Friday, April 13, 2012

Feeding your Goldfish

Occasionally, feeding of pond goldfish becomes a topic of extreme concern to the keepers of ponds.  Do not feed goldfish. This does not apply to koi. If you have koi, you have an outdoor aquarium and must deal with it accordingly. But not goldfish.

Here's why:

If you have a balanced pond, with underwater vegetation, your fish will be happy without unnecessary and artificial food introduced into the pond. 

If you feed them, they will grow bigger than the pond can handle, they will eat all the vegetation, so you will feed them more and more...and soon the bioload will be too big for the pond and all the fish will die.

If you have sufficient filtration, you can feed fish, but not without it. And overfeeding leads to foul and green water.

You must have enough submerged vegetation for the goldfish to eat and the submerged vegetation grows faster than the fish can eat it. 

Do not introduce more fish to your pond than 1 linear foot of fish per 25 square feet of pond surface.  

If you feed fish, they will be easily attacked by predators because they do not know the difference between you and a raccoon or a heron, so will come to the surface thinking they are going to get dinner and end up being dinner.

If you have grandchildren and they MUST feed the fish when they visit, make some chopped, cooked carrots and feed them sparingly, perhaps once weekly, no more.

And for all the science behind a balanced pond and to make your eyes glaze over:

Plants and fish benefit each other in two ways. First, fish and plants contribute to the successful functioning of the nitrogen cycle. As the waste products excreted by fish are released into the water, they are converted to ammonia and then to nitrites and nitrates by 
nitrifying bacteria. Nitrates are a food or fertilizer for plants and algae. As they are absorbed, plants and algae become a valuable food resource for fish, thus completing the nitrogen cycle.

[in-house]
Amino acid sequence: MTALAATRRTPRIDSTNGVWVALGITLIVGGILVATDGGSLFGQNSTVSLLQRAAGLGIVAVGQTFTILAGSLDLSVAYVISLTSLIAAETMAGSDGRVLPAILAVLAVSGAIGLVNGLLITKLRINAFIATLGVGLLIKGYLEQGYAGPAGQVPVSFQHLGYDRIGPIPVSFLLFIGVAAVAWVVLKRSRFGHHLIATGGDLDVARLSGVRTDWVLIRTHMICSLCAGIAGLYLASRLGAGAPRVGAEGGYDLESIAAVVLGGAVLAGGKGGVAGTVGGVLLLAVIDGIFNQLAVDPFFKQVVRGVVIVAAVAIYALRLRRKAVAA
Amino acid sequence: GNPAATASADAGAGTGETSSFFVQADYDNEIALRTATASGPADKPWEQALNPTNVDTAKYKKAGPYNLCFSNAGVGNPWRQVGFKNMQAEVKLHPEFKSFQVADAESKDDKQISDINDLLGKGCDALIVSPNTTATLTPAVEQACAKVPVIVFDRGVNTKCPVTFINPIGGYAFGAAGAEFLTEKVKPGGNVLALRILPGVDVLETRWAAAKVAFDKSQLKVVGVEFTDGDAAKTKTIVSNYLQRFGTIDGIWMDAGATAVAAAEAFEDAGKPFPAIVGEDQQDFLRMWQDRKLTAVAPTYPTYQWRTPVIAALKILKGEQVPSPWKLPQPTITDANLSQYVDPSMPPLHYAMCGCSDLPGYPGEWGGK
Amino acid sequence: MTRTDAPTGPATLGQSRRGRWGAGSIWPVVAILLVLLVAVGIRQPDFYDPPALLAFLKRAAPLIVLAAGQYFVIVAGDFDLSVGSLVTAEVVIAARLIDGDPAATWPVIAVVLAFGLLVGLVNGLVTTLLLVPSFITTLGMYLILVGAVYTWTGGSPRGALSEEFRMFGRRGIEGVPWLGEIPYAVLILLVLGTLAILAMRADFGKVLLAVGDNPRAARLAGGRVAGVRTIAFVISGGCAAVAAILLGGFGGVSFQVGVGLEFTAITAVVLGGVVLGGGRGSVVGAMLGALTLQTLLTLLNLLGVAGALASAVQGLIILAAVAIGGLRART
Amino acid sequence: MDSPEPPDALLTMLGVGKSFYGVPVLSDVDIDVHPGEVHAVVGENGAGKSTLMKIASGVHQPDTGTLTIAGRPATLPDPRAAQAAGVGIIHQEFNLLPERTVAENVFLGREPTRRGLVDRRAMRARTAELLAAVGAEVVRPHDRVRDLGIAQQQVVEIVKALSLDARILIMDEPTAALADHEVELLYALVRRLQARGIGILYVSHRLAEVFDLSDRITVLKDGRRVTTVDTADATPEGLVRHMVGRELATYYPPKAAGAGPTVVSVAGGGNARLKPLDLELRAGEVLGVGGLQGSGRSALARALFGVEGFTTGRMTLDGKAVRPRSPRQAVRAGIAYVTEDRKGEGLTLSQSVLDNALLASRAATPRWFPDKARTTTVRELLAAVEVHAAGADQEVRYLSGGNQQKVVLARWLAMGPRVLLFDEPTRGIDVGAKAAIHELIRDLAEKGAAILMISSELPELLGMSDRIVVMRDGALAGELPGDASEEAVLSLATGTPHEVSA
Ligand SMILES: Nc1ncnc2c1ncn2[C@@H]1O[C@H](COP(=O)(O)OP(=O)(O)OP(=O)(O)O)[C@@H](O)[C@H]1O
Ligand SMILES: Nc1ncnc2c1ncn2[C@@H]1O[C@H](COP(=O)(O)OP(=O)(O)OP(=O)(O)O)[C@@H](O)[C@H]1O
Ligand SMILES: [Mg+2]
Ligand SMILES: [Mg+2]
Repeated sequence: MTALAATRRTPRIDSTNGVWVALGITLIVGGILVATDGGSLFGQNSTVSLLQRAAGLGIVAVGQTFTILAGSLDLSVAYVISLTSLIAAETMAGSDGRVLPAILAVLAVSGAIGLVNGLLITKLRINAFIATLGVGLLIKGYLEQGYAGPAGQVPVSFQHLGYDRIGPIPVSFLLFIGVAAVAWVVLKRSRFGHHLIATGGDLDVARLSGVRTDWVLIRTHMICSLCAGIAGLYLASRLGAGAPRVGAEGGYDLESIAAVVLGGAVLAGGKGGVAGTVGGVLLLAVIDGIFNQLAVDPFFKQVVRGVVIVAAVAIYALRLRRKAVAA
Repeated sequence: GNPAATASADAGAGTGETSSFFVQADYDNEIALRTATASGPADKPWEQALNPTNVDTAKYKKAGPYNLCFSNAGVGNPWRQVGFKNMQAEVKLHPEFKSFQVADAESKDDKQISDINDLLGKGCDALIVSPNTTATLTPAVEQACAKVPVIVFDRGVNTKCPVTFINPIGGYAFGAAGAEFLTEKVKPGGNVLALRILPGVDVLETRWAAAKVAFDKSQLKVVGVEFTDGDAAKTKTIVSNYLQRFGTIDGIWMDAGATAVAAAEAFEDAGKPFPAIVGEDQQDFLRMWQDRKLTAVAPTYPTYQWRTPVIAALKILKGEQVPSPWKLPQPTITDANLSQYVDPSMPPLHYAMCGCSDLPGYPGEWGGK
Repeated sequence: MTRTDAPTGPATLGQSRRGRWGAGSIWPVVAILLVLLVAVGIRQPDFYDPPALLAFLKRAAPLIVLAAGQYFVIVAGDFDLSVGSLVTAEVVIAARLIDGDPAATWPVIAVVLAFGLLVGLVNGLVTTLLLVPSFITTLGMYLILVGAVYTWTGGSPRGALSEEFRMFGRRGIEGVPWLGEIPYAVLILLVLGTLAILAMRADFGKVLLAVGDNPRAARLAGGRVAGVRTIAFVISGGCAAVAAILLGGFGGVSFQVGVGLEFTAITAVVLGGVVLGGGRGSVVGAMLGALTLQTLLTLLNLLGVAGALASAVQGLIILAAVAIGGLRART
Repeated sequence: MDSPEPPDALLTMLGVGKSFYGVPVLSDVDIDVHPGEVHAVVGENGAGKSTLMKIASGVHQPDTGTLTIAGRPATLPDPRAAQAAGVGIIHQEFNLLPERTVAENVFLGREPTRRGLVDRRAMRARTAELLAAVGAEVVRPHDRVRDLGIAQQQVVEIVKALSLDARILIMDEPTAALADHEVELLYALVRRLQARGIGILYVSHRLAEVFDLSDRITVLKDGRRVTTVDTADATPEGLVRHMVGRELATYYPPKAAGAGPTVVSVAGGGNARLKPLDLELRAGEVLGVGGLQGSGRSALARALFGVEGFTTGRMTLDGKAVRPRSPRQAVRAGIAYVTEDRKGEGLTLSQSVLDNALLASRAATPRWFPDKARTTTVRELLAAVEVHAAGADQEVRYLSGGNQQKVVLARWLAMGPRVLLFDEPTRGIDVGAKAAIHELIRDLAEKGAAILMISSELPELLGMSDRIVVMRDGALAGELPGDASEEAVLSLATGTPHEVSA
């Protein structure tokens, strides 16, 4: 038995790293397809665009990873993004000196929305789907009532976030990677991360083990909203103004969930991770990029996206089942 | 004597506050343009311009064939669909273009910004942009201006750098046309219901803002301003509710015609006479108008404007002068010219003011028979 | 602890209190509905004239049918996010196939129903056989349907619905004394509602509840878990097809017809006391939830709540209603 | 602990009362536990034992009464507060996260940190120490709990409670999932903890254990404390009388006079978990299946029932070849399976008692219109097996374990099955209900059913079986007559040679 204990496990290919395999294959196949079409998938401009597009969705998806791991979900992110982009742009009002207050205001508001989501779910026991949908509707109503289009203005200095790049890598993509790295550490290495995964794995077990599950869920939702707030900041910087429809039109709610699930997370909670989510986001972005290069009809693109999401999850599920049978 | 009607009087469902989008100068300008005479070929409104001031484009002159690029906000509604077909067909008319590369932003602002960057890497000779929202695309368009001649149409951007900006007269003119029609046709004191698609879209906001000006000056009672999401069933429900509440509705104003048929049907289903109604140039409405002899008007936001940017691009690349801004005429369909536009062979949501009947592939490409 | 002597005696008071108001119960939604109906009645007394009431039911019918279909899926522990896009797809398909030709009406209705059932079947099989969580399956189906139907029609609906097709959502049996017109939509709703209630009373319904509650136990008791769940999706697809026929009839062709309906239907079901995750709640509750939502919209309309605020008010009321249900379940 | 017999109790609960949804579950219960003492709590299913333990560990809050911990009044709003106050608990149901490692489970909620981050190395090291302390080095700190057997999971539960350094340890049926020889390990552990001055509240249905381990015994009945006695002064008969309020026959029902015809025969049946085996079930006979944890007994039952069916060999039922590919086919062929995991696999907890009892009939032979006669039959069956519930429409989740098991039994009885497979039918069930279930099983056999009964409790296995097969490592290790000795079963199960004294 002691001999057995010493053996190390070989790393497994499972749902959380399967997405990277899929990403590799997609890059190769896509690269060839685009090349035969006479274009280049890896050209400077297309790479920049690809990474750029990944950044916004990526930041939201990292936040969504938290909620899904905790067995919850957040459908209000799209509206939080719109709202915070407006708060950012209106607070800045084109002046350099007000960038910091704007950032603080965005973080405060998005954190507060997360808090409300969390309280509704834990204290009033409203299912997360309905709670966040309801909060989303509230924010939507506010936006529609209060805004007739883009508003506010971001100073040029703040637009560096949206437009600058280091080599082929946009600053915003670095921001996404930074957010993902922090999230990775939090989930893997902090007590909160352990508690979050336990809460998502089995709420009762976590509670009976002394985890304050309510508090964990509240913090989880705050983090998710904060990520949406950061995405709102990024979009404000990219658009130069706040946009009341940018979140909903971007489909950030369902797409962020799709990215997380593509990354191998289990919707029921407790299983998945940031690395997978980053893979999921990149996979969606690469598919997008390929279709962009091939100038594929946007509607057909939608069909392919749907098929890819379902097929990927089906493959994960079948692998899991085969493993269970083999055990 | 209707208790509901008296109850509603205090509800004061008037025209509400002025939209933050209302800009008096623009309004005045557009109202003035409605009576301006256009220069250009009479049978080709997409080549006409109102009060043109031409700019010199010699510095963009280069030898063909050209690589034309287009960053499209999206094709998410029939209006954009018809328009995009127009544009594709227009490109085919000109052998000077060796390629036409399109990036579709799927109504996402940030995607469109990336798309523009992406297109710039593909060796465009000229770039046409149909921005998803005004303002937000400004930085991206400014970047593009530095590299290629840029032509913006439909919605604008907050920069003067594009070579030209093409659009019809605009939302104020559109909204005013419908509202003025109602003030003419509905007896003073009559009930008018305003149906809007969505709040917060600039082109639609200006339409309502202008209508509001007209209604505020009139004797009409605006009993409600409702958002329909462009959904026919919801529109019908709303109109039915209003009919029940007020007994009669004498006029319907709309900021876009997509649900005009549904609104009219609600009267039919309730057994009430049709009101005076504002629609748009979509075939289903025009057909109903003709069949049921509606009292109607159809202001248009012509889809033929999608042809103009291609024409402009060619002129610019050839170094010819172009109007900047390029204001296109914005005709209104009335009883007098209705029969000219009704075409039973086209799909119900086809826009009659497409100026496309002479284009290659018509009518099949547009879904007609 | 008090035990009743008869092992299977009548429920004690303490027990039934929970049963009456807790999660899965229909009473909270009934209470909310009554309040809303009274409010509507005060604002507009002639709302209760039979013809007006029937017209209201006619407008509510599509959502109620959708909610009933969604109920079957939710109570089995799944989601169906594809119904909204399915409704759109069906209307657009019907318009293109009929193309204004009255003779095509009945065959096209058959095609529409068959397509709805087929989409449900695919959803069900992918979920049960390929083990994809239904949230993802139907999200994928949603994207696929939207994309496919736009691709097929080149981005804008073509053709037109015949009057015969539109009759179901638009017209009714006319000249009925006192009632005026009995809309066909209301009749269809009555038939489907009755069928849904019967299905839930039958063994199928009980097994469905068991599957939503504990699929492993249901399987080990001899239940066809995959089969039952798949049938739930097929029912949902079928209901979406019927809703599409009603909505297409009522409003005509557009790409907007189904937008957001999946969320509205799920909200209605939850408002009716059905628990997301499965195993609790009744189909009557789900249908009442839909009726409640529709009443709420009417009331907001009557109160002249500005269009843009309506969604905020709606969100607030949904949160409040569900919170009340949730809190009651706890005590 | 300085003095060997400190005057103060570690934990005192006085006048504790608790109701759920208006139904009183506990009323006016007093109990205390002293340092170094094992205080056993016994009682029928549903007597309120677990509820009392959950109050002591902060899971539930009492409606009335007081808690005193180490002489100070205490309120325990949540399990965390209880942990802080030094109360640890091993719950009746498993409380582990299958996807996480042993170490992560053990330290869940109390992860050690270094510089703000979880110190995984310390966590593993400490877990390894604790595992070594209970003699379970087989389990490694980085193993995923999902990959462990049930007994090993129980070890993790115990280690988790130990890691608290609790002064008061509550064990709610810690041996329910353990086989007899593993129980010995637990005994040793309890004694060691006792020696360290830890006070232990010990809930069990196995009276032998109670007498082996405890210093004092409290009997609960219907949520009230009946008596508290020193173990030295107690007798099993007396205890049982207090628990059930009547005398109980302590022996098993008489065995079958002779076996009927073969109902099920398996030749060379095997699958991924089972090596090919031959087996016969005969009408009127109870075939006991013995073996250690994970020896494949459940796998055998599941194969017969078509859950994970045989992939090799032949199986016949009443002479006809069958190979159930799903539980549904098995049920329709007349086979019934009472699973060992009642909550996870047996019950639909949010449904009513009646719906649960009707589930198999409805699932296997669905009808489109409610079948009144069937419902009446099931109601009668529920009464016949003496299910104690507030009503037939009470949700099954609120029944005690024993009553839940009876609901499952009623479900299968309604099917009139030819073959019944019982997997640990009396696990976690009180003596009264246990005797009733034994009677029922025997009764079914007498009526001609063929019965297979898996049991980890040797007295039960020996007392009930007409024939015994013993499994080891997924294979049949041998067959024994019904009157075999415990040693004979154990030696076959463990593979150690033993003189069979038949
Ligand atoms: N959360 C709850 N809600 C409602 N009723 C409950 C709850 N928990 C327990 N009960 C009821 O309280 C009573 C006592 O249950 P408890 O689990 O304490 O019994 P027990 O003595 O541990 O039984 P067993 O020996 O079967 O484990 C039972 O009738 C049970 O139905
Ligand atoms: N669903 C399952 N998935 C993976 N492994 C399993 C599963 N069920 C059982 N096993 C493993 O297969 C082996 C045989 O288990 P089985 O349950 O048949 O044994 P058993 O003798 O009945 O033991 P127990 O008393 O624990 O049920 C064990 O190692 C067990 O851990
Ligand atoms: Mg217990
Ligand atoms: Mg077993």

This ongoing biological cycle ensures healthy pond life. It is important to realize that if plants are not thriving, algae will take over and the water will become murky. 

A second important way fish and plants complement one other is through the process of photosynthesis. Fish require oxygen for their existence and they release carbon dioxide. Plants in turn require carbon dioxide for their successful existence and emit oxygen. 
During sunlight, plants will consume the carbon dioxide released by fish and in turn emit oxygen required by fish. 

A constantly functioning nitrogen cycle and photosynthesis are the key components to a successful and beautiful garden pond. 

Plants to use for best results:
The most beautiful type of pond plants are lilies. Water lettuce and water hyacinths are also excellent additions to the pond and submerged plants such as Hornwort, Vallisneria, Sagitarria, Cabomba and Anacharis are also excellent. 

The ideal pond fish are common or hardy goldfish. 

Now you can refocus your eyes.  Do not feed your goldfish. It's only common sense. 

In my book, I advocate not feeding fish, just as I do here.

You can buy my book here

It is consistently in the top ten best sellers in Landscaping.  Yippee.
It's on sale now for a buck.  Get it before the price goes back up.

And for pond info visit us at  You will find knowledgeable folks there who are glad to answer your questions.

Thank you for stopping by this morning.

And no, I don't know why the font keeps changing in this blog lately. Gremlins, maybe?


Levonne said...

Good research Jan!

Goldfish Gardner said...

This is very good to know, we were thinking about taking our new aquaponics set up out doors. I never would have thought not to feed the fish.
We feed our gold fish cucumbers about once a week and they seem to like those as well..I will have to try the carrots.

chrissie stevens said...

I've just put 4 goldfish in my small pond & wondered why the don't greedily attack the fish flakes I deposit every 2nd day. There's plenty of algae & some vegetation blown in. This blog has helped to simply identify my little fish are just not hungry with what nature has provided.

Jan Goldfield said...

You are right. Letting your fish eat what nature provides will keep them healthier and the pond clearer forever.